Visiting Turkey for the first time, the US Secretary of State announced an additional $100 million to Turkey aimed at helping the country's long-term recovery from devastating earthquakes..
US Secretary of State Antony Blinken said on Sunday that the United States will pledge a further $100 million (or €93.5 million) in aid to Turkey following the devastating earthquake that hit two weeks ago.
The announcement of the aid package comes as rescue efforts in impacted regions have ended in all but two provinces, Hatay and Kahramanmaras - the earthquake’s epicentre.
The 7.8-magnitude tremor that struck southeastern Turkey and northern Syria on February 6 has killed more than 45,000 people, with the likelihood of finding survivors two weeks on extremely unlikely.
No survivors have been found in the last 24 hours.
The head of Turkey's disaster agency Yunus Sezer said search and rescue efforts continued at around 40 buildings in the provinces on the 14th day, but expected this number to fall by Sunday evening.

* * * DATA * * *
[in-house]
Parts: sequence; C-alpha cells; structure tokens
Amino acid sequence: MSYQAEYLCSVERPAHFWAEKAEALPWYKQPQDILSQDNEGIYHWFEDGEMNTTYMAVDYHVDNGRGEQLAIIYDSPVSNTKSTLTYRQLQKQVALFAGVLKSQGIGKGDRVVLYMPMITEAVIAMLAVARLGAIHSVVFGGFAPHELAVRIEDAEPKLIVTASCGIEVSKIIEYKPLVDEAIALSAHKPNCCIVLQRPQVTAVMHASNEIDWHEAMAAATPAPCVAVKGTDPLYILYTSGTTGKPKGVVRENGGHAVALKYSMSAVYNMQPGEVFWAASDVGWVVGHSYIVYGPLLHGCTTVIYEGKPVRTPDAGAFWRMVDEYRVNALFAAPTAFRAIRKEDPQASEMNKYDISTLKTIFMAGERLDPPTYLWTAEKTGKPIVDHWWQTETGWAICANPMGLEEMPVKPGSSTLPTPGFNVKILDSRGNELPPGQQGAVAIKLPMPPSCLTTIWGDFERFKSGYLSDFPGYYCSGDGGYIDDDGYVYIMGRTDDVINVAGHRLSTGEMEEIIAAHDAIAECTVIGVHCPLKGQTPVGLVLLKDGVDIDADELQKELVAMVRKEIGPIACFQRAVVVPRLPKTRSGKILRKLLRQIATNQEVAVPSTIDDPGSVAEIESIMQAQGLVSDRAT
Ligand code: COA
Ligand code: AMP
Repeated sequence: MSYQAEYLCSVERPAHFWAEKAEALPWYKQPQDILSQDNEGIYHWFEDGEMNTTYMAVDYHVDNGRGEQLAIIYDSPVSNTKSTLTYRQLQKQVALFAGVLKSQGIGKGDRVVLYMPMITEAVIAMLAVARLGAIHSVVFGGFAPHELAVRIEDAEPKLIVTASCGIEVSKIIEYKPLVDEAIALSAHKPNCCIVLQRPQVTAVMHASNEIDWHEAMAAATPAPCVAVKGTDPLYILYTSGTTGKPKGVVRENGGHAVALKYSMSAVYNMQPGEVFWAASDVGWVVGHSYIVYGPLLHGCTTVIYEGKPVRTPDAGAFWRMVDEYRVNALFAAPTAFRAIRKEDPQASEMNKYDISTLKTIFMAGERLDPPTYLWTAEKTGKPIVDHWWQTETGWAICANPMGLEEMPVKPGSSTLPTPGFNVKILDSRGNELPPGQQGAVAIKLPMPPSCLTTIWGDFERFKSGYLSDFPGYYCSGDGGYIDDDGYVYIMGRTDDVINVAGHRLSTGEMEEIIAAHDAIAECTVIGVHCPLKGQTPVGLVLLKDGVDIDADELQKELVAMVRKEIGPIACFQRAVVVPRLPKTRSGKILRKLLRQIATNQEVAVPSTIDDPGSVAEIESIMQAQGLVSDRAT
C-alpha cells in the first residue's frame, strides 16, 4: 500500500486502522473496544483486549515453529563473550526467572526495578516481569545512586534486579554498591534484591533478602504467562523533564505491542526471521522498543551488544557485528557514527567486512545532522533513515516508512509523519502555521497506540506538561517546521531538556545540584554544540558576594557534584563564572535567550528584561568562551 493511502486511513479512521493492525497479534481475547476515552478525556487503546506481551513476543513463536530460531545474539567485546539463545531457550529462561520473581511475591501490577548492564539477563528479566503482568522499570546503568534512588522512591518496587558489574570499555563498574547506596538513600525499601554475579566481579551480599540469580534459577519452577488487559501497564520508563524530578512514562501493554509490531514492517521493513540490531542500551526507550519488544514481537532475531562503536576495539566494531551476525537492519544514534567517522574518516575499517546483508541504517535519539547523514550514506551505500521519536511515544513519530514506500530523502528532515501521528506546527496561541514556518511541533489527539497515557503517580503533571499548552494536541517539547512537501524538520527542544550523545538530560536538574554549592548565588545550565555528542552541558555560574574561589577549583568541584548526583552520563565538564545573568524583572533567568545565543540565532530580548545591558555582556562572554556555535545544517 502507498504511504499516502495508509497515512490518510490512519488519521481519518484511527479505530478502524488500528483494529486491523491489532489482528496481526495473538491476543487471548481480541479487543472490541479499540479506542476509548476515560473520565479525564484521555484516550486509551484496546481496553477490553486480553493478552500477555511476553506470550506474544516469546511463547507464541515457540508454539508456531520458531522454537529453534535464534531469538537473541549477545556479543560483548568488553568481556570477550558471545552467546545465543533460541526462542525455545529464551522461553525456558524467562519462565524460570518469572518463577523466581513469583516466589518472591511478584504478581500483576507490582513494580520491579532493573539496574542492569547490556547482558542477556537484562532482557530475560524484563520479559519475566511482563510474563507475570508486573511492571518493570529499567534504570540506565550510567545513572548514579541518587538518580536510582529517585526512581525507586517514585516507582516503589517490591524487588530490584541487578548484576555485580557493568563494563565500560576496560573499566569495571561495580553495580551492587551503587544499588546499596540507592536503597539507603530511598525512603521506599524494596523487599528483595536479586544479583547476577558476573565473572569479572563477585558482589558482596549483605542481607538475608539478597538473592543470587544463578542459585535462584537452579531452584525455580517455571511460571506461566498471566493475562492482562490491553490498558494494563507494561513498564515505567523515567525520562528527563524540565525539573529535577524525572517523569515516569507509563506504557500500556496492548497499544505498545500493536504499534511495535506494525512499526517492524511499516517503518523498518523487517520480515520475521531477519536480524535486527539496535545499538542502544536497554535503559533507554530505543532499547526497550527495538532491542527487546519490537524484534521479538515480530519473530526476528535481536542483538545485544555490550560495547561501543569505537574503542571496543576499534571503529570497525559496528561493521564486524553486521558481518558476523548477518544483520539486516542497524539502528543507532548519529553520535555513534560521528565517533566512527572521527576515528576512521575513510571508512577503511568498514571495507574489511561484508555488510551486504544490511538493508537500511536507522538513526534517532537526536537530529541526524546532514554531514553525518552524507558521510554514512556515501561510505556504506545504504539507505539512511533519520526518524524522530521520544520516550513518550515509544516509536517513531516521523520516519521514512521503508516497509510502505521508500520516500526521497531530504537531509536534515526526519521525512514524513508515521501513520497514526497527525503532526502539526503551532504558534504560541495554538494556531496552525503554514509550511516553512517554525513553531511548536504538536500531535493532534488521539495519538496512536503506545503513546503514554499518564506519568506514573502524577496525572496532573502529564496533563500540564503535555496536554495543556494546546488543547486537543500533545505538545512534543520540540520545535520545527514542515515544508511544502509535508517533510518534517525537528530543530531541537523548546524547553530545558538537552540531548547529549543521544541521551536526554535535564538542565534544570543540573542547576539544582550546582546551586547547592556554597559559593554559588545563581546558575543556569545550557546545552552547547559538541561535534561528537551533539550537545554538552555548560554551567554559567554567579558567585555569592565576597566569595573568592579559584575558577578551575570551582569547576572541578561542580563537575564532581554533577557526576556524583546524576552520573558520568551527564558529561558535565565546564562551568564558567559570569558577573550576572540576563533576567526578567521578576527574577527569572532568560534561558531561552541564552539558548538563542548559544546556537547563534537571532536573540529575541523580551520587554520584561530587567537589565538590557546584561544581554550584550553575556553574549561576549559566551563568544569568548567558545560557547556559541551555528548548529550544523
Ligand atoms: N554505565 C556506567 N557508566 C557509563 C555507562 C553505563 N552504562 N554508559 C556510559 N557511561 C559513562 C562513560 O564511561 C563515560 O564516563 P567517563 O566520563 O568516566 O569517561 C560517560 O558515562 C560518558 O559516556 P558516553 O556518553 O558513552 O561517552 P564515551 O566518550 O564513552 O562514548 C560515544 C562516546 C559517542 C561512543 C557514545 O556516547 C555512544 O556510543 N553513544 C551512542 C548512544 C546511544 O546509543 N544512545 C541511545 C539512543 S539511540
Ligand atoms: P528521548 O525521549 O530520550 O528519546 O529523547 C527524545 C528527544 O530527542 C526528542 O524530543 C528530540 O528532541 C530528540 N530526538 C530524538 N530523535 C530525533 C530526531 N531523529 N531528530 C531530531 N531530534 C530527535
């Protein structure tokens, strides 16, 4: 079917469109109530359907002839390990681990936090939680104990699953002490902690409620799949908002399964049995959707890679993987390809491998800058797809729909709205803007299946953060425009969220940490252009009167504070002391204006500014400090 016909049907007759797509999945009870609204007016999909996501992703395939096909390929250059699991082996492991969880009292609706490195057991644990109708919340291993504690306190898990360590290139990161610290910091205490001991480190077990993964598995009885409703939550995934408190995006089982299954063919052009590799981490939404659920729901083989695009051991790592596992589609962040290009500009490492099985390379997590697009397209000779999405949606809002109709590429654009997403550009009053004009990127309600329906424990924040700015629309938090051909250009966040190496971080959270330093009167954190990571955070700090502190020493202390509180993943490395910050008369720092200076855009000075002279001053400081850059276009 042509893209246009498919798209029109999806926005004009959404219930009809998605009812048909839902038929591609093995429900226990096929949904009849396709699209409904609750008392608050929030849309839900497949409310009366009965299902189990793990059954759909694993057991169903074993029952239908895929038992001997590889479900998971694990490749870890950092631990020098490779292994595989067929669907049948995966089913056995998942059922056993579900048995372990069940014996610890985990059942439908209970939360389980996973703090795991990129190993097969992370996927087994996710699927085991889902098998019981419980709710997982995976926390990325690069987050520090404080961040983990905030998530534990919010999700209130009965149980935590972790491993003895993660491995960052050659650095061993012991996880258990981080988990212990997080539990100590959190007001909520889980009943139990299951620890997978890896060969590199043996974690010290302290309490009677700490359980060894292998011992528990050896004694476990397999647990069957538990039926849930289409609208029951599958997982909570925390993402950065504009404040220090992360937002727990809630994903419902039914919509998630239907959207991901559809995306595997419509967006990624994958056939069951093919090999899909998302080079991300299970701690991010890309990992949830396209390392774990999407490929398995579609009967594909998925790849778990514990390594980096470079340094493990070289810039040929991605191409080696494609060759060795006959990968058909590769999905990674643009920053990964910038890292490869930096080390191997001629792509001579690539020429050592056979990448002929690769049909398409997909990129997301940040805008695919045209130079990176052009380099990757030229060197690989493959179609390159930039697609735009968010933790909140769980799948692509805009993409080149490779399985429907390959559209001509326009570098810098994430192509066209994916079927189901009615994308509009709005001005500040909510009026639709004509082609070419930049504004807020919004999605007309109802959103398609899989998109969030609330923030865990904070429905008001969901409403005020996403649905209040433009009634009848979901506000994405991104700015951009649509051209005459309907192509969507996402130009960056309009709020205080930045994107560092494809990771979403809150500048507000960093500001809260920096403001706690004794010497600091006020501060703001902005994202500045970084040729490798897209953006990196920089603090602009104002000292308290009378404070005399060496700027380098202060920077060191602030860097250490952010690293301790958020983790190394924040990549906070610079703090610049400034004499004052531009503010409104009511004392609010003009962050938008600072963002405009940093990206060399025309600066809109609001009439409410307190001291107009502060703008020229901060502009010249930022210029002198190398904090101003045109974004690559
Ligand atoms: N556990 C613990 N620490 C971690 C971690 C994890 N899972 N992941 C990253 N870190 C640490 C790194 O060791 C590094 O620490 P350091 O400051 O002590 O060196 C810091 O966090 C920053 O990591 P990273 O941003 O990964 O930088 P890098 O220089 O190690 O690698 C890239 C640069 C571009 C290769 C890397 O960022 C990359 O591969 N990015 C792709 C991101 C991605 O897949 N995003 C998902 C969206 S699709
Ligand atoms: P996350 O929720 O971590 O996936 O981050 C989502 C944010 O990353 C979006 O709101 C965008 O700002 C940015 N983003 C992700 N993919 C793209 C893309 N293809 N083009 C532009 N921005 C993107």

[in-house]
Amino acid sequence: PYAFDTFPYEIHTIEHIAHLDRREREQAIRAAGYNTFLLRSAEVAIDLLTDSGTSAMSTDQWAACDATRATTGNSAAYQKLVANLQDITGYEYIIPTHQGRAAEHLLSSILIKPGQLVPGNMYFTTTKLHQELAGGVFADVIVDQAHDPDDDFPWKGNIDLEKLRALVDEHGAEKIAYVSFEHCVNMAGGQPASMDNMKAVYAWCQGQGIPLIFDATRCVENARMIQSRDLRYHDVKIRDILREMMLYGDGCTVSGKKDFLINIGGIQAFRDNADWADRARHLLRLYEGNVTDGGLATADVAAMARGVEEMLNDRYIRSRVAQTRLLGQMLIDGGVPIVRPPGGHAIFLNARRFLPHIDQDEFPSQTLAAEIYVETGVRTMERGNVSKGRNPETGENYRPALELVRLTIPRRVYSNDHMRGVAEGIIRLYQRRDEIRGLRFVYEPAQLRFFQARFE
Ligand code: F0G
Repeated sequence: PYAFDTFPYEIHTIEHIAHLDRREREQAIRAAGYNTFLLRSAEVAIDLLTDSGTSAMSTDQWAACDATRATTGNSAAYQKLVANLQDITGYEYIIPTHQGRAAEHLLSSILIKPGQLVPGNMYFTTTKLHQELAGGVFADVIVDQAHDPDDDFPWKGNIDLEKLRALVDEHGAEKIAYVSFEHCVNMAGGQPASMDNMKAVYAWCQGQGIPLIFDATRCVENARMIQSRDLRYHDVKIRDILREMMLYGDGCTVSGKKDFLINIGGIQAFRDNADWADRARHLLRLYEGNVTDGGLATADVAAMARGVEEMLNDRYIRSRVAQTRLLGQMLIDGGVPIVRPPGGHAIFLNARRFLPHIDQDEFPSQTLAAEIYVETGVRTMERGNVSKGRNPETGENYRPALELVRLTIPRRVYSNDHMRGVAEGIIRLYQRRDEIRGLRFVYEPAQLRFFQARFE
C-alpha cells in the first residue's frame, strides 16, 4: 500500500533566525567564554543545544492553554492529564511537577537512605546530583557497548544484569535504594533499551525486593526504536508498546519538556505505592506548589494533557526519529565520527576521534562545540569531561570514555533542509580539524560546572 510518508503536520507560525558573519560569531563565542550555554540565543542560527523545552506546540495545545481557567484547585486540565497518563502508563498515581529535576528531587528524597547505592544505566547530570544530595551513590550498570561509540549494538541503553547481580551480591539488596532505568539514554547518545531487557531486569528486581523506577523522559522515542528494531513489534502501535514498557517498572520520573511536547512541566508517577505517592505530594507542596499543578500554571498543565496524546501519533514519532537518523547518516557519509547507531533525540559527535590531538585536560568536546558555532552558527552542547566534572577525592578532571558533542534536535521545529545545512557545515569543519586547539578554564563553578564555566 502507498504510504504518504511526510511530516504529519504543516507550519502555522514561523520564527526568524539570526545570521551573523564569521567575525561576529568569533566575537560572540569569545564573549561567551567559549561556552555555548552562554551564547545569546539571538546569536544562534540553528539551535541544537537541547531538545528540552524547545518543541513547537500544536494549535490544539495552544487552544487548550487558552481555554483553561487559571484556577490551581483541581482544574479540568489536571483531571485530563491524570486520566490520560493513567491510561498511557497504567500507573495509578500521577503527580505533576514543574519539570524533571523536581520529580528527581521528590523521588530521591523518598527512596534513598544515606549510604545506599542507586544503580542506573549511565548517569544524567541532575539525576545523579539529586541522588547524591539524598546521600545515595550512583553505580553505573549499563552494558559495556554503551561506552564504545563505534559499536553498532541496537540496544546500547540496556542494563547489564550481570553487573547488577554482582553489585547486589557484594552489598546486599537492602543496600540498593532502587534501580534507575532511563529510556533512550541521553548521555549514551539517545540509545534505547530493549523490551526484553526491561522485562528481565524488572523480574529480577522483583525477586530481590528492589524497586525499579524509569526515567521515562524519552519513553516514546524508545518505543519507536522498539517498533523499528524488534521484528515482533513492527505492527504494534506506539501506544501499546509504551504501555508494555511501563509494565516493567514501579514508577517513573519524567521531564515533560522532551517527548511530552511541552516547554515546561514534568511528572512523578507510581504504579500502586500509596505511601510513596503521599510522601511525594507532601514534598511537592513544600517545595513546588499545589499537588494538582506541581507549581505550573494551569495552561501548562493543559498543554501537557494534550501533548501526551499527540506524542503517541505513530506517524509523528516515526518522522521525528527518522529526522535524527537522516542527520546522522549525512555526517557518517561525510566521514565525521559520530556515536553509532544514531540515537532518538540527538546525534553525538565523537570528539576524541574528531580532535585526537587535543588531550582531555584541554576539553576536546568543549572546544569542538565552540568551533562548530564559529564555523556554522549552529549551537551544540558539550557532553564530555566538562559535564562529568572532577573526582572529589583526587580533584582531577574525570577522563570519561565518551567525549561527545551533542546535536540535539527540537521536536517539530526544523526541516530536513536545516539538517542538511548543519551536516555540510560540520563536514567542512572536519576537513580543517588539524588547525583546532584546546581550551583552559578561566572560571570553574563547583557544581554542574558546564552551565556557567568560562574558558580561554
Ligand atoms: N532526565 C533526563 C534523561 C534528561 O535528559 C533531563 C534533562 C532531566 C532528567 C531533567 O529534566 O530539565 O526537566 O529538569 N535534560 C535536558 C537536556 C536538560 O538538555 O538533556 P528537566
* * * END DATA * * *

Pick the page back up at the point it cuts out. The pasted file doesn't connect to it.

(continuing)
Blinken in Turkey
Washington's top diplomat met his Turkish counterpart Mevlut Cavusoglu at Incirlik air base in southern Turkey.
Blinken and Cavusoglu then flew in a helicopter for an aerial view of the damage caused by the disaster in the Hatay province
The new aid "will be moving soon. Sadly, it's less about search and rescue but long-term recovery. This is going to be a long-term effort", Blinken told reporters.
"It's going to take a massive effort to rebuild but we're committed to supporting that effort," he added, saying the United States had now contributed $185 million (€174.5 million) in assistance to Turkey and Syria.
Turkish Vice President Fuat Oktay said Saturday that some 105,000 buildings either collapsed, needed to be demolished or were severely damaged.
Blinken is in Turkey for talks meant to focus on NATO expansion and other thorny issues, but the devastating earthquake has overshadowed the visit - his first visit to Turkey since being appointed Secretary of State in 2021.
US-Turkey relations have been strained in recent years, but Washington has since viewed Ankara as helpful for its mediatory role between Russia and Ukraine since Moscow's invasion last year.
Turkey wants to buy F-16 fighter jets, but the sale is being blocked in Congress due to concerns over Turkey's human rights record and threats to Greece.
Blinken will also likely discuss Turkey's refusal to ratify Sweden and Finland's NATO membership applications.